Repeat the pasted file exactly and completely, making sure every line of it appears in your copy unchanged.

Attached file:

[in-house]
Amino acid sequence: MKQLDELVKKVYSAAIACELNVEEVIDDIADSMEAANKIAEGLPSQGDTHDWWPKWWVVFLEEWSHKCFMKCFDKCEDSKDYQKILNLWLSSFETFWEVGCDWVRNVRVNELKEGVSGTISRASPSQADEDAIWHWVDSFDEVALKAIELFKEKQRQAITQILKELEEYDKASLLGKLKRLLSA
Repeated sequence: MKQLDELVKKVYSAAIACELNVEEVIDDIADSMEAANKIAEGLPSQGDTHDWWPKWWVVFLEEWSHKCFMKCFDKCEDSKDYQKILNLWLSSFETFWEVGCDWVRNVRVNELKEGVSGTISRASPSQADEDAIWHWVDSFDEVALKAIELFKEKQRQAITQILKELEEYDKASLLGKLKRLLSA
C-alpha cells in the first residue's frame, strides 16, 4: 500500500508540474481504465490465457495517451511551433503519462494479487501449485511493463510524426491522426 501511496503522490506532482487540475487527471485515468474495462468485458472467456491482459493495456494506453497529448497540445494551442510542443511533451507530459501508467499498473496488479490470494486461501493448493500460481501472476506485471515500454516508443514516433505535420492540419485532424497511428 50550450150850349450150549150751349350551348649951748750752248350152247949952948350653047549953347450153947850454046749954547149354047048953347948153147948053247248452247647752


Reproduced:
[in-house]
Amino acid sequence: MKQLDELVKKVYSAAIACELNVEEVIDDIADSMEAANKIAEGLPSQGDTHDWWPKWWVVFLEEWSHKCFMKCFDKCEDSKDYQKILNLWLSSFETFWEVGCDWVRNVRVNELKEGVSGTISRASPSQADEDAIWHWVDSFDEVALKAIELFKEKQRQAITQILKELEEYDKASLLGKLKRLLSA
Repeated sequence: MKQLDELVKKVYSAAIACELNVEEVIDDIADSMEAANKIAEGLPSQGDTHDWWPKWWVVFLEEWSHKCFMKCFDKCEDSKDYQKILNLWLSSFETFWEVGCDWVRNVRVNELKEGVSGTISRASPSQADEDAIWHWVDSFDEVALKAIELFKEKQRQAITQILKELEEYDKASLLGKLKRLLSA
C-alpha cells in the first residue's frame, strides 16, 4: 500500500508540474481504465490465457495517451511551433503519462494479487501449485511493463510524426491522426 501511496503522490506532482487540475487527471485515468474495462468485458472467456491482459493495456494506453497529448497540445494551442510542443511533451507530459501508467499498473496488479490470494486461501493448493500460481501472476506485471515500454516508443514516433505535420492540419485532424497511428 50550450150850349450150549150751349350551348649951748750752248350152247949952948350653047549953347450153947850454046749954547149354047048953347948153147948053247248452247647752